2012 Photo: Becca Hodges blind-photography.com
Welcome to the U.S. National Kubb Championship rules webpage. The U.S. Championship is located in Eau Claire, WI, officially the Kubb Capital of North America. The U.S. Championship started in 2007 with under 40 players. In 2013, we hosted 88 teams with a total of over 310 players. The U.S. Championship is played on the second weekend in July. We would like to invite you to look around at the other pages on our website as well.
Kubb is an old Nordic game that some say the Vikings played. The game pieces include six batons, 10 kubbs, one king, and six marking stakes. Due to the strategy involved, the game's nickname is "Viking Chess". Regardless if the Vikings played the game or not, the modern birth of kubb was on the island of Gotland, Sweden, which holds the World Championship. You can read about the history of the U.S. Championship here.
The corner stakes are placed so that a rectangle is formed, measuring 5m x 8m. The centerline stakes are placed in the middle of the sidelines to designate the centerline of the pitch. The king is placed in the center of the pitch, and five kubbs are placed on each baseline. The pitch is ready for play.
The teams determine which team throws first and which side each team will be on. The game begins with the first team throwing six batons from behind their baseline, attempting to knock down the kubbs on the opposite baseline. Batons may rotate when thrown and must travel in a vertical manner (no helicopters).
Once all the batons are thrown, the opposing team gathers any kubbs that were knocked down. That team throws them back across to the other half of the pitch (the opponent’s side of the field). Kubbs thrown back into play are called field kubbs, and are raised by the first team where they came to rest. If a kubb comes to rest outside of the field of play, the team is allowed to throw that kubb again, after all kubbs have been thrown. If that kubb comes to rest outside the field of play a second time, it becomes a punishment kubb, and the other team is allowed to place it wherever they would like within one baton length of the king or marking stakes. The second team then throws the six batons, first attempting to knock down any field kubbs, then the kubbs on the baseline, then the king.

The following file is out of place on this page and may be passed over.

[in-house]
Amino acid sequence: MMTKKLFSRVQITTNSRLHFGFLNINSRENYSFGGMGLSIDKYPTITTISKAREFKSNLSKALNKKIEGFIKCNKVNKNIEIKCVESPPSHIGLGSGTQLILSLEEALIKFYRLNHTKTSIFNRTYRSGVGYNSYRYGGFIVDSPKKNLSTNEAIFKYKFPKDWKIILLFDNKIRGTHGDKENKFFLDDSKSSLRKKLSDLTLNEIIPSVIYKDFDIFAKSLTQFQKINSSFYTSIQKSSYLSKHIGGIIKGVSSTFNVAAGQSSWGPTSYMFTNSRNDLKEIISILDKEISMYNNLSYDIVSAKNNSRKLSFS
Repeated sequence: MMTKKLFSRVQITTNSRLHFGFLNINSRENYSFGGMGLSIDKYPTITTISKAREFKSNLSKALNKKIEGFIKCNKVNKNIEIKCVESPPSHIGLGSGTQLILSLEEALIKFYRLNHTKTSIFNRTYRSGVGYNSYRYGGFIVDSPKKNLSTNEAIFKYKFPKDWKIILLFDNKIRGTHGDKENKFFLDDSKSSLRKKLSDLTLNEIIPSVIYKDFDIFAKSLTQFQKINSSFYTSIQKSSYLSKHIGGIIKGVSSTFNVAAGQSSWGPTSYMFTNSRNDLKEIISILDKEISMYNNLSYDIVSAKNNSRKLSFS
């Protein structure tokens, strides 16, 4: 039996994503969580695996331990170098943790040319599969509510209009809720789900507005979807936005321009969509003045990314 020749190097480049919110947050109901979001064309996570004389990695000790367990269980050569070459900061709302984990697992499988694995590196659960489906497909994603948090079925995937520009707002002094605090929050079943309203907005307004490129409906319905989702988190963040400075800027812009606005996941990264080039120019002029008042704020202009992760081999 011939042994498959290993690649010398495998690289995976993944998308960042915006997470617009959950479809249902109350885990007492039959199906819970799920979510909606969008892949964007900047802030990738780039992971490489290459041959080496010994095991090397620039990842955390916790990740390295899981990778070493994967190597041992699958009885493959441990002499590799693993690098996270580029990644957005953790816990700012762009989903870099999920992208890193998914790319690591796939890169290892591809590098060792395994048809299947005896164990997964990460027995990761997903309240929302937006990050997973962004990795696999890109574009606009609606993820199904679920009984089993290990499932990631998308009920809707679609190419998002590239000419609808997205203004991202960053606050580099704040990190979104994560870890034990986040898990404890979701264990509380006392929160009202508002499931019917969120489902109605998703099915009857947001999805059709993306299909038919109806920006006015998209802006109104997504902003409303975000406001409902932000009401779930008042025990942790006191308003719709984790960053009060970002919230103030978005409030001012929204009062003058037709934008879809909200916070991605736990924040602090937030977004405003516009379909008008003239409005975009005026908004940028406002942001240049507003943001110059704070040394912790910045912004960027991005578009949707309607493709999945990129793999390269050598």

If they are unable to knock down all of their kubbs and the king, then the first team picks up all knocked down kubbs, throws them into play as field kubbs, and then tries to knock them over with the batons. Play continues until the game ends. If at any time a team does not knock down all the field kubbs in their opponents half of the pitch, the other team is allowed to move up to the kubb closest to the center line and throw their batons from that new line. Kubbs and batons tosses at the king are always thrown from the baseline.
The game is won by the team who knocks down all the kubbs in their opponents half of the field and on the baseline then knocks over the king. However, a team immediately loses if they knock down the king with a kubb or baton prior to knocking down all the kubbs. In tournament play, matches are often best-of-three games.
The official U.S. National Kubb Championship rules can be found here.
The U.S. Championship rules are the same rules that are used at the World Championship, with a couple very slight differences. The rules document was created by a collaboration between the U.S. Championship and Des Moines Kubb Club. It is the most in-depth kubb rules document in the world. Some phases and situations in kubb can be complicated and potentially indefinable by any set of rules. If a situation is not covered in these rules, the decision shall be made in accordance with fairness, with decisions being influenced by the spirit of the game. Often a logical extension of the closest existing rule or the principles embodied in the rules will provide guidance for determining the resolution.
At the U.S. National Kubb Championship, each team needs to have at least three players. No player may throw more than two batons during each turn. If a team has four or more players, it is up to the team to determine the number of batons per player in each turn. For example, for a four-player team, the batons could be distributed 2, 2, 1, and 1 or one player may sit out that turn so the baton count would be 2, 2, and 2. Only three players have to play at one time, so one or more players may sit out turns, games, and/or matches. Any inkastare (player that throws kubbs) in a turn has to throw at least one baton in that turn.
Pitch: 8m long x 5m wide (see image for layout)
Kubbs: 7cm x 7cm x 15cm
Batons: 4.4cm x 30cm
King: 8.25cm x 8.25cm x 30cm
Four corner stakes
Two mid-pitch stakes
For recreational play, a pitch can be decreased or increased in size.
Pictures of strategically raising kubbs. Left 2013 U.S. Championship Quarterfinals. Right: 2012 U.S. Championship Final.
Eau Claire, WI U.S. National Kubb Championship usakubb.org